Did you expect me to cook again today? I didn’t. But here I am.

There was a bike race going on underneath my balcony today. It started around one and went until five.

Kind of odd, considering I live on a quiet street in a very quiet urban town. It’s just not the type of thing you’d expect to see after lunch.

Last month the first strawberries appeared and I celebrated. This month the first cherries appeared, and as soon as I saw them at the market, my mouth started to water.

My first thought was: I really need to buy some.

My second thought was: Chocolate Covered Cherries

I finally bought a handful today. Most were eaten as dessert, but then I remembered I had chocolate in the house. And I also had rum.

Ok, so a cherry liquor would have worked better, but I worked with what I had.

Honestly, I didn’t know if this would take. I mean, how exactly does one make chocolate-covered liquored fruit?

First wash your cherries. (Did you hear about the contaminated Spanish cucumber scare? Wash your cucumbers!) Put them in a small bowl and cover them with liquor. Let sit.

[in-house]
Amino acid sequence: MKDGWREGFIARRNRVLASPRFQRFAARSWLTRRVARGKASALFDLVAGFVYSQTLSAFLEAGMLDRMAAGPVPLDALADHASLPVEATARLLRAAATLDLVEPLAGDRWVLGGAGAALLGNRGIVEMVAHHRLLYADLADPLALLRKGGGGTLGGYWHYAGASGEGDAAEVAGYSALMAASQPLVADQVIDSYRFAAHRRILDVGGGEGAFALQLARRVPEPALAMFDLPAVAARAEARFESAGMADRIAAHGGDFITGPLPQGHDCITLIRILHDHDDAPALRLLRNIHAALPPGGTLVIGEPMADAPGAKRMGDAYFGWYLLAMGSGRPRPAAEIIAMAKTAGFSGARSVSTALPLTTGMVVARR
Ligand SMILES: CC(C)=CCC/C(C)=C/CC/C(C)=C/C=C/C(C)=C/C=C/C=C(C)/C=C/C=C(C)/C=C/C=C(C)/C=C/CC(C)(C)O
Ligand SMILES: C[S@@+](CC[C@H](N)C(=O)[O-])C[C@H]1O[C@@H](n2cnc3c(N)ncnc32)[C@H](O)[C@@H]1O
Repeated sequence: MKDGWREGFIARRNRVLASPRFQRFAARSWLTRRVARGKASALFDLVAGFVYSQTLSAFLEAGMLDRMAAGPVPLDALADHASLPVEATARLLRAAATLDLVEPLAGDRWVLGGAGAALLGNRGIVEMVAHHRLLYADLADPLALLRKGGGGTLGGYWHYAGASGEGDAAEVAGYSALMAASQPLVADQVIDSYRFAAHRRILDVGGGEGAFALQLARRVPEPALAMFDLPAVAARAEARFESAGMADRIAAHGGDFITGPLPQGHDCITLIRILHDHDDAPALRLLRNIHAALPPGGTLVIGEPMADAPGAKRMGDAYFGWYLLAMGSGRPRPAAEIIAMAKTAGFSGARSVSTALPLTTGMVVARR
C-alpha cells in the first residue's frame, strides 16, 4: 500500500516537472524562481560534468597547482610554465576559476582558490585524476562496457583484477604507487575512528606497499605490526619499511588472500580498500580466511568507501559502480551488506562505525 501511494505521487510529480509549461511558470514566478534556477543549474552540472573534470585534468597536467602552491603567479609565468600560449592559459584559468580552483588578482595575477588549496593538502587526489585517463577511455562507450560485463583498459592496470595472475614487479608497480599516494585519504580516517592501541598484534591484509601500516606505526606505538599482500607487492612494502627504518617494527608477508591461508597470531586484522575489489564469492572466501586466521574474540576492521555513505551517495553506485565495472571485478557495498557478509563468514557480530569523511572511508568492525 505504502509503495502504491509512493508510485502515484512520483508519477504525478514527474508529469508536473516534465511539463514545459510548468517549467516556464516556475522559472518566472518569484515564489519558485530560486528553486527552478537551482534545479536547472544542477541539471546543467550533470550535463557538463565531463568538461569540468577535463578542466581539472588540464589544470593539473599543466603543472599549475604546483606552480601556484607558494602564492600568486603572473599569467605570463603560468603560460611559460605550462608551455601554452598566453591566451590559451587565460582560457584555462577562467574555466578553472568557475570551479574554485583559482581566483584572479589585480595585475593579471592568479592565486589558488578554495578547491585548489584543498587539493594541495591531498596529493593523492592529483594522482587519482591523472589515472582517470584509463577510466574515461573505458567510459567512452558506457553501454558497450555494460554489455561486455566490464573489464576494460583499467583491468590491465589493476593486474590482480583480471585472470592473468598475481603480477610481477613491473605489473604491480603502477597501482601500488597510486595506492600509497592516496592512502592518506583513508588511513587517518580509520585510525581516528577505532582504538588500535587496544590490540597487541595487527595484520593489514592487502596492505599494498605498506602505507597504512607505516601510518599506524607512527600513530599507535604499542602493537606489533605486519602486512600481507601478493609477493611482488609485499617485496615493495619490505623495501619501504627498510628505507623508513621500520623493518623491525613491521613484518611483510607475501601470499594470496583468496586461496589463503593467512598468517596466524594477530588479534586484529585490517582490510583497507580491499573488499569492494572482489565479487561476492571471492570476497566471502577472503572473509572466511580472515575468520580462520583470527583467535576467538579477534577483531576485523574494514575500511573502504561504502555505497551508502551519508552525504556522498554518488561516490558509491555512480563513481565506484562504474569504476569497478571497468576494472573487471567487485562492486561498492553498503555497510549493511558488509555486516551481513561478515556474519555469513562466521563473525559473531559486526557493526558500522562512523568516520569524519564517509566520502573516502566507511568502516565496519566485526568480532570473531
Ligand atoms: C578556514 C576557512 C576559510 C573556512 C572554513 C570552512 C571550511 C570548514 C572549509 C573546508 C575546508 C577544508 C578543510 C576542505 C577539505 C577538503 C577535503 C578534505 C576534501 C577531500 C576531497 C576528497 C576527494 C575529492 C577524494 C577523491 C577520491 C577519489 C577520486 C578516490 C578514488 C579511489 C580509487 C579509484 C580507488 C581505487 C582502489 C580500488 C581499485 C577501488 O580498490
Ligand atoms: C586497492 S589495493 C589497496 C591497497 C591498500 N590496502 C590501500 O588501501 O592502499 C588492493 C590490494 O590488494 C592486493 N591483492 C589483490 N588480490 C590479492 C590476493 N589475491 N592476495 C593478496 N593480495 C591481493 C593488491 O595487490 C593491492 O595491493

Bowl water in a large saucepan, with a bain-marie on top. Once the water is boiling add chocolate and a little bit of milk.

This is the most delicate part, I think. I’ve worked with chocolate a lot and it’s a finicky sweet thing when melted. I found that adding milk to the melted chocolate keeps the chocolate or the sugar in the chocolate from cooking and caramelizing – if that’s true or not I don’t know, but it seems to work for me.

It also seems to require patience. I wait until the chocolate looks completely melted before I mix the milk in to form a paste and then I usually add more milk – just to make sure. I mix lightly, slowly. The spoon doesn’t whip around the bain-marie, but mostly spreads the chocolate around and I let the milk do its thing on its own.

Then take the cherries that have been soaking in the liquor and dip them into the bain-marie, coating them with the chocolate.

Make sure you steer clear of the steam from the water! I burned my wrists a few times.

Put the cherries on a baking sheet and let cool.

I wasn’t sure if the rum would actually stick to the cherries. Honestly, they’d only been soaking for maybe 15 minutes, but the end result was a very light rum taste that off-set the sweetness of the chocolate and acid-berry of the cherry.

Ideally, if I’d had any forethought I would have let the cherries sit in the rum for an hour or two. But I’ll try that next time – maybe after I return from the market tomorrow.

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